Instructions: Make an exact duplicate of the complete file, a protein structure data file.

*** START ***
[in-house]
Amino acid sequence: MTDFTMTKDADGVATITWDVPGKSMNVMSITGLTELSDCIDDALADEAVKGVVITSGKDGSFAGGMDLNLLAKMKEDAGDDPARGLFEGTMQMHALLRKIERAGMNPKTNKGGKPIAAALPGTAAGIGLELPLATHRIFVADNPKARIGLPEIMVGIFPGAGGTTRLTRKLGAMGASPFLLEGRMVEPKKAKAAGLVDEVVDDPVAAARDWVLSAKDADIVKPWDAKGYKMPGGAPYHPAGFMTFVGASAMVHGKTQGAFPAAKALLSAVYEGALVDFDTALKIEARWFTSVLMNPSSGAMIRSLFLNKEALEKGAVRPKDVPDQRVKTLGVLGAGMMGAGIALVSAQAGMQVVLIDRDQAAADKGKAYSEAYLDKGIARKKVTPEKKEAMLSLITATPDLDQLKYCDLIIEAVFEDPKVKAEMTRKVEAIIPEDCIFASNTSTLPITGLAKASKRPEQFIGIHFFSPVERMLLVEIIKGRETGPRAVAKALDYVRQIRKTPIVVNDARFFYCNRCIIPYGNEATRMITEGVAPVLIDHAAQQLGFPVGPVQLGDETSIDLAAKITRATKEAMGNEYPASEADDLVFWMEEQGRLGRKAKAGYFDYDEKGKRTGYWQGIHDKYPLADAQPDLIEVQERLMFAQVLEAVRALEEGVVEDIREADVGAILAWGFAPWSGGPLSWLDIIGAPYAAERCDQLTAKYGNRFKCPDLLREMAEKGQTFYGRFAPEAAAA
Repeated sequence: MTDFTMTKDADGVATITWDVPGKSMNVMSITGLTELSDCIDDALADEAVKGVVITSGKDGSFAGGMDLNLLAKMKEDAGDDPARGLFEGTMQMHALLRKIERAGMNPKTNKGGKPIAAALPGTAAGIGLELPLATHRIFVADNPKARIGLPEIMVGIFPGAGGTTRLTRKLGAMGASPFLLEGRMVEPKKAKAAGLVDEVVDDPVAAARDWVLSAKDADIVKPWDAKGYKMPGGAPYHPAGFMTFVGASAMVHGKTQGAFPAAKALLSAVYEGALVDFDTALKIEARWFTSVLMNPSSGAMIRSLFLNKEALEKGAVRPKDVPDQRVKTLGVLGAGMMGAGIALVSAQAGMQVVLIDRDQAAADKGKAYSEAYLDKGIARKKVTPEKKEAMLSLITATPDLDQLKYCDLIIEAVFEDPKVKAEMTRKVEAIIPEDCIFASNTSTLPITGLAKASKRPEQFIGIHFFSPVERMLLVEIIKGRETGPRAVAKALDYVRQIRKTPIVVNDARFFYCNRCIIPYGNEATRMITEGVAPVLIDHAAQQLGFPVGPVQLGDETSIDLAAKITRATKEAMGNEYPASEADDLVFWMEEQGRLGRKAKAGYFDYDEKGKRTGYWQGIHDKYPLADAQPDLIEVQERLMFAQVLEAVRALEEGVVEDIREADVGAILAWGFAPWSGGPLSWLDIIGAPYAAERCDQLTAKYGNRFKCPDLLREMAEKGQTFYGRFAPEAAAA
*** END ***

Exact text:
[in-house]
Amino acid sequence: MTDFTMTKDADGVATITWDVPGKSMNVMSITGLTELSDCIDDALADEAVKGVVITSGKDGSFAGGMDLNLLAKMKEDAGDDPARGLFEGTMQMHALLRKIERAGMNPKTNKGGKPIAAALPGTAAGIGLELPLATHRIFVADNPKARIGLPEIMVGIFPGAGGTTRLTRKLGAMGASPFLLEGRMVEPKKAKAAGLVDEVVDDPVAAARDWVLSAKDADIVKPWDAKGYKMPGGAPYHPAGFMTFVGASAMVHGKTQGAFPAAKALLSAVYEGALVDFDTALKIEARWFTSVLMNPSSGAMIRSLFLNKEALEKGAVRPKDVPDQRVKTLGVLGAGMMGAGIALVSAQAGMQVVLIDRDQAAADKGKAYSEAYLDKGIARKKVTPEKKEAMLSLITATPDLDQLKYCDLIIEAVFEDPKVKAEMTRKVEAIIPEDCIFASNTSTLPITGLAKASKRPEQFIGIHFFSPVERMLLVEIIKGRETGPRAVAKALDYVRQIRKTPIVVNDARFFYCNRCIIPYGNEATRMITEGVAPVLIDHAAQQLGFPVGPVQLGDETSIDLAAKITRATKEAMGNEYPASEADDLVFWMEEQGRLGRKAKAGYFDYDEKGKRTGYWQGIHDKYPLADAQPDLIEVQERLMFAQVLEAVRALEEGVVEDIREADVGAILAWGFAPWSGGPLSWLDIIGAPYAAERCDQLTAKYGNRFKCPDLLREMAEKGQTFYGRFAPEAAAA
Repeated sequence: MTDFTMTKDADGVATITWDVPGKSMNVMSITGLTELSDCIDDALADEAVKGVVITSGKDGSFAGGMDLNLLAKMKEDAGDDPARGLFEGTMQMHALLRKIERAGMNPKTNKGGKPIAAALPGTAAGIGLELPLATHRIFVADNPKARIGLPEIMVGIFPGAGGTTRLTRKLGAMGASPFLLEGRMVEPKKAKAAGLVDEVVDDPVAAARDWVLSAKDADIVKPWDAKGYKMPGGAPYHPAGFMTFVGASAMVHGKTQGAFPAAKALLSAVYEGALVDFDTALKIEARWFTSVLMNPSSGAMIRSLFLNKEALEKGAVRPKDVPDQRVKTLGVLGAGMMGAGIALVSAQAGMQVVLIDRDQAAADKGKAYSEAYLDKGIARKKVTPEKKEAMLSLITATPDLDQLKYCDLIIEAVFEDPKVKAEMTRKVEAIIPEDCIFASNTSTLPITGLAKASKRPEQFIGIHFFSPVERMLLVEIIKGRETGPRAVAKALDYVRQIRKTPIVVNDARFFYCNRCIIPYGNEATRMITEGVAPVLIDHAAQQLGFPVGPVQLGDETSIDLAAKITRATKEAMGNEYPASEADDLVFWMEEQGRLGRKAKAGYFDYDEKGKRTGYWQGIHDKYPLADAQPDLIEVQERLMFAQVLEAVRALEEGVVEDIREADVGAILAWGFAPWSGGPLSWLDIIGAPYAAERCDQLTAKYGNRFKCPDLLREMAEKGQTFYGRFAPEAAAA